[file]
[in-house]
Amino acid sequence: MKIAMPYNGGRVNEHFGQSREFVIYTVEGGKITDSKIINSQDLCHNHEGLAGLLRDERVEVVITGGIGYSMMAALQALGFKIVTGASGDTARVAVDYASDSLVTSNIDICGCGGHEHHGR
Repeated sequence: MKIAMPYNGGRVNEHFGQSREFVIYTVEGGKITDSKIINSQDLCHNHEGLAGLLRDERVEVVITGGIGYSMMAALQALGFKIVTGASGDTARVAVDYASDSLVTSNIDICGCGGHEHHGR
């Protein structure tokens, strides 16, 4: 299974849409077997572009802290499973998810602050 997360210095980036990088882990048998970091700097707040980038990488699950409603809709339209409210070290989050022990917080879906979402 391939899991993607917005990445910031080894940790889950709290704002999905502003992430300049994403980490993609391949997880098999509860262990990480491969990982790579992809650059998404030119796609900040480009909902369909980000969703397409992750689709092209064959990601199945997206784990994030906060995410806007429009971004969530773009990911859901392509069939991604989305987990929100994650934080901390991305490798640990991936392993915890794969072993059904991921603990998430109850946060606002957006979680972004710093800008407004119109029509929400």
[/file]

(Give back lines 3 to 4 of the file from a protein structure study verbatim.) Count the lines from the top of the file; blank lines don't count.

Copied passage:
Repeated sequence: MKIAMPYNGGRVNEHFGQSREFVIYTVEGGKITDSKIINSQDLCHNHEGLAGLLRDERVEVVITGGIGYSMMAALQALGFKIVTGASGDTARVAVDYASDSLVTSNIDICGCGGHEHHGR
């Protein structure tokens, strides 16, 4: 299974849409077997572009802290499973998810602050 997360210095980036990088882990048998970091700097707040980038990488699950409603809709339209409210070290989050022990917080879906979402 391939899991993607917005990445910031080894940790889950709290704002999905502003992430300049994403980490993609391949997880098999509860262990990480491969990982790579992809650059998404030119796609900040480009909902369909980000969703397409992750689709092209064959990601199945997206784990994030906060995410806007429009971004969530773009990911859901392509069939991604989305987990929100994650934080901390991305490798640990991936392993915890794969072993059904991921603990998430109850946060606002957006979680972004710093800008407004119109029509929400």